Generations Of Tenor Saxophone, JHM 3611 LP 1986. Woody Schabata, May-Rimba, Amadeo 829324-1 CD 1986. Vienna Art Orchestra, Nightride Of A Lonely Saxophone
Player, Moers 02054 CD 1987. Klaus Ignatzek, Blue Energy, Red Records 123217-2 CD 1988. Vienna Art Orchestra, Two Little Animals, Moers 02066 CD 1990. Klaus Ignatzek, Day For Night, Nabel 4639 CD 1990. Klaus Ignatzek, Is That So ?, Koala 24 CD 1991. Klaus Ignatzek, Today Is Tomorrow, Nabel 4654 CD 1991. Swiss Art Orchestra, Swiss Art Orchestra 91, MGB 9201 CD 1993. Vienna Art Orchestra, European Songbook, Amadeo 527672-2 CD 1993. Christian havel, 3 Ladies From Vienna, RST 91568 CD 1994. T.C. Pfeiler, Out of Space, Tonewheel 1999501 CD 1994. Karl Ratzer, Happy Floating, RST 91575-2 CD 1995. T.C. Pfeiler, Dynaflow, Tonewheel 1999702 CD 1995. Karl Ratzer & Beat The Heat, Coasting, Bellaphon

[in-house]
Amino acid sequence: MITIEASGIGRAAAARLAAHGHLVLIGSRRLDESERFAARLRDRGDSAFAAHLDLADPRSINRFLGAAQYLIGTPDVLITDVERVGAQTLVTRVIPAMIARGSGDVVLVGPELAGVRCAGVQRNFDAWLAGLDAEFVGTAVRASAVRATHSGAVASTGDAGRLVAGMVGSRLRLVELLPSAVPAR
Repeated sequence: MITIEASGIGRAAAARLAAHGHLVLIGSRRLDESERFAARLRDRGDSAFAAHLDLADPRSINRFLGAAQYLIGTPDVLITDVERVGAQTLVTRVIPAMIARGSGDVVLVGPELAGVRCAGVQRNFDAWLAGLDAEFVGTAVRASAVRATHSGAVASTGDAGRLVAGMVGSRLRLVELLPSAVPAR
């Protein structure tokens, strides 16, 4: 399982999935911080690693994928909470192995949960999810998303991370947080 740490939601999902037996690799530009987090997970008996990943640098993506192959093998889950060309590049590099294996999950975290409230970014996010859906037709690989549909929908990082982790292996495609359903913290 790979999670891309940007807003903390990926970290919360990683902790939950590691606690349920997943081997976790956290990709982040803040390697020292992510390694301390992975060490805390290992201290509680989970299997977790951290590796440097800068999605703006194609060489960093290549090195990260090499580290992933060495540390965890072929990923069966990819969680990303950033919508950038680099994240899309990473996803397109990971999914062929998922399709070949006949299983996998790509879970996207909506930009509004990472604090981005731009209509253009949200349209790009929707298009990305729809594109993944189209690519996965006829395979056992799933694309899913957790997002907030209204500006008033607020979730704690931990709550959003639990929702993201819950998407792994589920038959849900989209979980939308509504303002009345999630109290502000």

290-31-027 CD 1995. Michel Matthieu, Estate, TCB 95802 CD 1995. Jach Walrath-Ralph Reichert, Solidarity, ACT 9241-2 CD 1998. David White Quintet, Double Double, CIMP 168 CD 2000. Christian Havel, It’s Never Too Late, Jive Music 2026-2 CD 2001. Yacasu, Lissatodashiddapla, Jive Music 2032-2 CD 2002. T.C. Pfeiler, Live Grooves !, Tonewheel
CD 2004. Karl Ratzer & The Night Club Band, All The Way, Enja 94482 CD 2004. Christian Havel, Reflection, Jive Music 2049-2 CD 2005. Vincent Herring, Ends And Means, HighNote 7149 CD 2005. Hannes de Kassian, Hannes de Kassian Trio,
CD 2006. Earth Jazz Agents, Rhythms of the Sea, Wyland SE07 CD 2010. Chico Freeman & The Fritz Pauer Trio, The Essence of
Silence, Jive Music 2066-2 CD 2012. Vincent Herring / Eric Alexander Quartet, In the Spirit of
Coltrane and Cannonball, autoproduit CD 2013. The Beatles : A Jazz Tribute, HighNote 7260 CD sans date. Musical Munchkins 2, Play, Sing and Dance !,
Austro Mechana 002